You may have used Facebook to connect with friends from the past, and even chat online, but have you considered harnessing the power of Facebook to improve classroom communication?  With more than one billion users on facebook each month, it’s certainly an idea worth considering.  Social Media in education can be a bit of a tricky tight-rope, so before you log in, be sure to consider the tips below!

Tip #1 – Get Focused

kid_with_binoculars2 Before you touch a keyboard, or investigate the ins and outs of your school’s electronic media policy, you’ll need to determine your goals and objectives.  How many times a week will you post?  What kinds of things will you post?  Who is your intended audience?  Having a plan that takes those questions into account will go a long way in helping you to develop a Facebook page that is focused and full of useful information for educational stakeholders.

 Tip #2 – Consider the Powers that Be


Next, you’ll want to know (and follow) your school and/or district policies regarding electronic communication.  In Lamar CISD, teachers are encouraged to “talk” where educational stakeholders are listening and we’ve put together a helpful video that highlights 8 Guidelines for the Acceptable Use of Electronic Communication with Students that is worth checking out.If your school or district does not yet have a policy governing the use of electronic communication or social media, then guess who can to volunteer to help write the policy?  That’s right…you can!Once you’ve determined that you’ve got the green flag from your school or district, be sure to give your administrator a heads-up about what you’ve got cookin.’  Be prepared to share the goals and rational behind your plan, if for no other reason than so your administrator can brag about you at school board meetings!  Seriously though, no administrator likes to be in the dark about innovative new tools that their teachers are using.  So keep them informed!

 Tip #3 – Create a Page

The best way for many educators to use Facebook safely with parents and students, is to create a Class Facebook Page, which is different from using a personal Facebook account to connect to students.  Anyone can “Like” the Page you’ve created, and once they do, the items posted on your Class Facebook Page stream into your follower’s Facebook newsfeed.  To get started creating your page, visit: and choose the type of page you’d like to create.   Personally, I recommend choosing “Company, Organization or Institution” if you’re mostly wanting to post items like you would on a community bulletin board.Once you’ve created a page, you’re officially the “Administrator” of that page.  This means you can post status updates, links and photos, as well as fine-tune your page settings.  A Facebook page can have more than one administrator, which is great if you’d like to collaborate with other colleagues on your grade level or within your department.  Just be sure all administrators are aware of your page’s intended goals and objectives, along with school policy!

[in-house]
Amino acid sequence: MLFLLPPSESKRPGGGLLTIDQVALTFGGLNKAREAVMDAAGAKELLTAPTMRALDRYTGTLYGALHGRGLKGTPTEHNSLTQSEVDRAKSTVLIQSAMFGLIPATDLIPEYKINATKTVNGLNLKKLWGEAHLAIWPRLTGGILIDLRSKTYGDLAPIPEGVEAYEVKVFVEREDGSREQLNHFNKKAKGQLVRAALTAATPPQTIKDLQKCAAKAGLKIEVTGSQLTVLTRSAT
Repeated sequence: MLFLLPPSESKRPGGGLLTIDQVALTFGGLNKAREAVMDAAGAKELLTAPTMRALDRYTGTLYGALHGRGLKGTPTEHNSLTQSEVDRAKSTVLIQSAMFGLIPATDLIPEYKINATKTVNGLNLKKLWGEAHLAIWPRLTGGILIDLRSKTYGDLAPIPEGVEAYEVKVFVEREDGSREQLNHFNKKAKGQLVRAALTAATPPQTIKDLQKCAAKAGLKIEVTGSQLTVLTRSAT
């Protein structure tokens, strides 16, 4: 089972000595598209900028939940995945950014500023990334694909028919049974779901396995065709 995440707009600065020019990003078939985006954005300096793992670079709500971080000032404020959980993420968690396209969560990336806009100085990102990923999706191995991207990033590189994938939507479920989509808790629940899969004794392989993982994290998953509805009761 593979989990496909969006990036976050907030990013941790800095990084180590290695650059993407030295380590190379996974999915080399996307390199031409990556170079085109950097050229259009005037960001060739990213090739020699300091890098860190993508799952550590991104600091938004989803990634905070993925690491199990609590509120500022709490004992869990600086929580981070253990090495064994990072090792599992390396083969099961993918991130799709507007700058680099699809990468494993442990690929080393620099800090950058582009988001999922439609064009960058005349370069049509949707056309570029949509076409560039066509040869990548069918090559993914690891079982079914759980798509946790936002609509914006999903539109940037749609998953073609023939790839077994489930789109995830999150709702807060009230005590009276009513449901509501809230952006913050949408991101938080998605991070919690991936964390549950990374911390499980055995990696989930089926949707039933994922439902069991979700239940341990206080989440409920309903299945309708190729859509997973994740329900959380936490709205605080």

Tip #4 – Get a Tune-Up

Facebook - Use Facebook As... After you’ve created your Class Facebook Page, it’s time to give the page settings a quick tune-up.  For the most part, the Facebook Page Creation Wizard will walk you through the important stuff like adding a profile image and page description, but there are a few additional items that are worth considering. First off, it’s important to know that you can choose to post to Facebook as your Class Facebook Page, rather than as yourself.  To do this, simply click the Gear in the top right hand corner, and choose which alias you’d like to use for posting.
Facebook - Edit Page Tab Next, you’ll definitely want to be aware of  who can post to your page, and what they can post.  To set things straight, simply click “Manage Permissions” from the “Edit Page” tab of your Administration Panel.  You’ll want to pay special attention to the following check-boxes:

  • Posting Ability – Are you simply in need of a one-way billboard?  If so, restrict the ability for others to post images, links and text to your page.
  • Post Visibility – Personally,  I think “Recent Posts by Others” doesn’t need to be on a class/school page, but you’ll know pretty quickly what works for you.
  • Default Visibility of Posts –  Again, I set mine to “Hidden” because I want to keep a pretty tight rein on the content posted on my page
  • Tagging Ability – Do you want other Facebook users to have the ability to add tags to the photos you post?  If so add a check to this box.  I keep mine unchecked because I don’t want anyone to add tags with student names to my photos.